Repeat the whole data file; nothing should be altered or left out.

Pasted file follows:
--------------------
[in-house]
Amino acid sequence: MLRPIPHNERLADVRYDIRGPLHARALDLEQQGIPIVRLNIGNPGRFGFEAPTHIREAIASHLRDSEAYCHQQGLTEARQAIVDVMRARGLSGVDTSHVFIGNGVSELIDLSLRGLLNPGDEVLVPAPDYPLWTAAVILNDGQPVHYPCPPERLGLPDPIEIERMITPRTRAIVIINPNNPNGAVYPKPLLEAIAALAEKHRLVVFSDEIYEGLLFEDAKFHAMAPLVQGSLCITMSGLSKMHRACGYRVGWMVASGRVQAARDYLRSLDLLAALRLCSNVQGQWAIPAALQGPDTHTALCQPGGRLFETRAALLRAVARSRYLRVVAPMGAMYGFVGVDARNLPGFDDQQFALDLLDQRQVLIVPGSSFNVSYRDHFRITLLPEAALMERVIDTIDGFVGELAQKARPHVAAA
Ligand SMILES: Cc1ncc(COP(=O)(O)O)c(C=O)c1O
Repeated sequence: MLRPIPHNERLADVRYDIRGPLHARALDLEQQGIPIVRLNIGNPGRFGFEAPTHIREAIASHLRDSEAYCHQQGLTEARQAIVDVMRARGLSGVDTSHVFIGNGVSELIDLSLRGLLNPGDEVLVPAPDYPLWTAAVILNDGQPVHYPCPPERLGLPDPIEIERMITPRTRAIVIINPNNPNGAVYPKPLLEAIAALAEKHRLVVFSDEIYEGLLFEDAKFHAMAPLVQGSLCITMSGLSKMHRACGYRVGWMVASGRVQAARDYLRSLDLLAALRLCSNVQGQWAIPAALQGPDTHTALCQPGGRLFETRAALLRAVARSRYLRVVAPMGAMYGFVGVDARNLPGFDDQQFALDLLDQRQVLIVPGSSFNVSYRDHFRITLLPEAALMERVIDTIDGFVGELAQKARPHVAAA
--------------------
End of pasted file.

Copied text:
[in-house]
Amino acid sequence: MLRPIPHNERLADVRYDIRGPLHARALDLEQQGIPIVRLNIGNPGRFGFEAPTHIREAIASHLRDSEAYCHQQGLTEARQAIVDVMRARGLSGVDTSHVFIGNGVSELIDLSLRGLLNPGDEVLVPAPDYPLWTAAVILNDGQPVHYPCPPERLGLPDPIEIERMITPRTRAIVIINPNNPNGAVYPKPLLEAIAALAEKHRLVVFSDEIYEGLLFEDAKFHAMAPLVQGSLCITMSGLSKMHRACGYRVGWMVASGRVQAARDYLRSLDLLAALRLCSNVQGQWAIPAALQGPDTHTALCQPGGRLFETRAALLRAVARSRYLRVVAPMGAMYGFVGVDARNLPGFDDQQFALDLLDQRQVLIVPGSSFNVSYRDHFRITLLPEAALMERVIDTIDGFVGELAQKARPHVAAA
Ligand SMILES: Cc1ncc(COP(=O)(O)O)c(C=O)c1O
Repeated sequence: MLRPIPHNERLADVRYDIRGPLHARALDLEQQGIPIVRLNIGNPGRFGFEAPTHIREAIASHLRDSEAYCHQQGLTEARQAIVDVMRARGLSGVDTSHVFIGNGVSELIDLSLRGLLNPGDEVLVPAPDYPLWTAAVILNDGQPVHYPCPPERLGLPDPIEIERMITPRTRAIVIINPNNPNGAVYPKPLLEAIAALAEKHRLVVFSDEIYEGLLFEDAKFHAMAPLVQGSLCITMSGLSKMHRACGYRVGWMVASGRVQAARDYLRSLDLLAALRLCSNVQGQWAIPAALQGPDTHTALCQPGGRLFETRAALLRAVARSRYLRVVAPMGAMYGFVGVDARNLPGFDDQQFALDLLDQRQVLIVPGSSFNVSYRDHFRITLLPEAALMERVIDTIDGFVGELAQKARPHVAAA